Historic Maryland Newspapers Project

Robin Pike and Rebecca Wack visited with the Montgomery Country Historical Society and the Greenbelt News Review in the hopes of partnering in future NDNP grant cycles. Greenbelt, which will be celebrating its 80th anniversary at the end of the year, was particularly excited to learn that the first six years of the Greenbelt Cooperator, 1937-1943, will be in the first batch of microfilm reels to be digitized in grant cycle 3.

Students have continued collation work to prep for cycle 3 digitization with 5 titles and over 40,000 sheets completed, including Greenbelt Cooperator, Czas Baltimorski, and Frostburg Mining Journal.  The first batch of duplicated microfilm has been returned from the duplication vendor, and two sample reels were sent to the digitization vendor for digitization and metadata tagging.

Synergies Among African American History and Culture (AADHum)

Scott Pennington and student Cecilia Franck inspected the 1,460 files from the pilot project, which they approved. Pennington will deliver the files to the Driskell Center and MITH for use in the upcoming digital humanities incubators. Pennington has also been meeting with campus subject experts to discuss material selection for the full project, consisting of approximately 38,540 pages. He will also be meeting with MITH postdoctoral associates Justin Hosbey and Jovonne Bickerstaff to refine content selection.

Other Digitization Activities

Robin Pike led the Digitization Initiatives Committee (Joanne Archer (SCUA), Mary Dulaney (Development Office), Eileen Harrington (PSD), Carla Montori (Preservation and Conservation)) in the prioritization of project proposals for FY18. The committee will meet again in February to finalize the budget and project selection.

Pike began working with Vin Novara (SCPA) on a Council of Library and Information Resources Recordings at Risk grant proposal to digitize 142 tapes from the Robert Sherman Collection from the “Woody’s Children” program, a radio broadcast program that featured folk music.

Cecilia Franck inspected and approved a quarter of the 12,070 Maryland Agricultural Census files, which were digitized from microfilm as part of the DIC’s project proposal process for FY17.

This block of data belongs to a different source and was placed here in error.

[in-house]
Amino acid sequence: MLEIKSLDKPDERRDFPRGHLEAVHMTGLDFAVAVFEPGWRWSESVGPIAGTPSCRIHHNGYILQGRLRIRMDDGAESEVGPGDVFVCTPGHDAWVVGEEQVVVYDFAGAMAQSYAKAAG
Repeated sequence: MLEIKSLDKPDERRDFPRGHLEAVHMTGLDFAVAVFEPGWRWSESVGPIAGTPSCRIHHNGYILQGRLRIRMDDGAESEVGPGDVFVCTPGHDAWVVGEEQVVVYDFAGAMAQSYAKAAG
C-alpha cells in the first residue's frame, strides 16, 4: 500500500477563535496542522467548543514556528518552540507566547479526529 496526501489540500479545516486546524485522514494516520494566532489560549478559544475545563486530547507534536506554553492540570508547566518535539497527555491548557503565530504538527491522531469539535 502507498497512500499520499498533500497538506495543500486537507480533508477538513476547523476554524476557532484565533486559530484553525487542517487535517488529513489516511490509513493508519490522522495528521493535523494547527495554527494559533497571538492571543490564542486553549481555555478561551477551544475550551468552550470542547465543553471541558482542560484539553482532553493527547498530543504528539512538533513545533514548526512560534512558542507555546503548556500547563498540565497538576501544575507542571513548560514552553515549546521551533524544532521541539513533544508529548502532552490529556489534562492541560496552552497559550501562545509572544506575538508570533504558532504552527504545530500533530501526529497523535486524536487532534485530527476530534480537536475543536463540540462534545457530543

Digitization Assistant Karina Hagelin transferred 125 Third Rail Radio recordings on CD-Rs, from the fourth of six binders of CD-Rs in our WMUC college radio collection.

Digital  Programs and Initiatives

GA David Durden began an internal electronic records inventory creation project, working with Andrea White and Angie Ohler.

Data Services

In coordination with USS, UMD Libraries’ REDCap application has been upgraded to version 7.0.5, adding several new features, as well as security and stability updates. Some of the newest features available to researchers include:

  • Live filters for reports; project XML export; CDISC ODM compatibility
  • Added Bootstrap framework for responsive design
  • New action tags and hook functions
  • Server-side field validation; Enhanced radio buttons and checkboxes for surveys
  • New API methods; Vertical sliders; Custom event labels
  • Account Manager user type
  • Improvements for composing logic/calculations
  • Infinitely repeating forms/events + minor facelift

GA David Durden researched and implemented a formal test plan for this application.

Digital Collections

In January the batch-loading application for our Fedora repository was completed, and we have begun testing the loading of content into Fedora 4. This is a significant milestone that will allow the Diamondback (130,000 objects representing 3500 issues) to be loaded in February.


Working together with Bria Parker and Joanne Archer, Josh Westgard completed DPI’s transformation script for preparing our Encoded Archival Description XML files for ingest into the ArchivesSpace system. Ultimately, migration to this new system gives the Libraries numerous benefits. In the short term, it will allow us to retire several legacy home-grown systems for managing SCUA’s collections, and will give curators more direct control of how their collections are described. Additionally, by implementing a widely-adopted system for archival collection management, we will be able to tap into a rich community of administrators, developers, and experts for support and extended functionality. We are planning now to make finding aids in ArchivesSpace publicly accessible and discoverable in 2017.


New Theses and Dissertations Added to DRUM

One hundred seventy-nine electronic theses and dissertations (ETDs) from the fall 2016 semester were deposited in DRUM bring the total to 12,442. If you’re looking for a good late-night read, check out some of new titles at http://hdl.handle.net/1903/3.

OA Fund Closed for 2016-2017

Funds for the UMD Libraries’ Open Access Publishing Fund have been exhausted for this fiscal year, and we are no longer accepting applications. For 2016-2017, the Libraries only paid 50% of the article processing charges and funded 23 articles. Pending approval, applications will open in August for 2017-2018. Please contact Terry Owen (towen@umd.edu) if you have any questions.

Software Development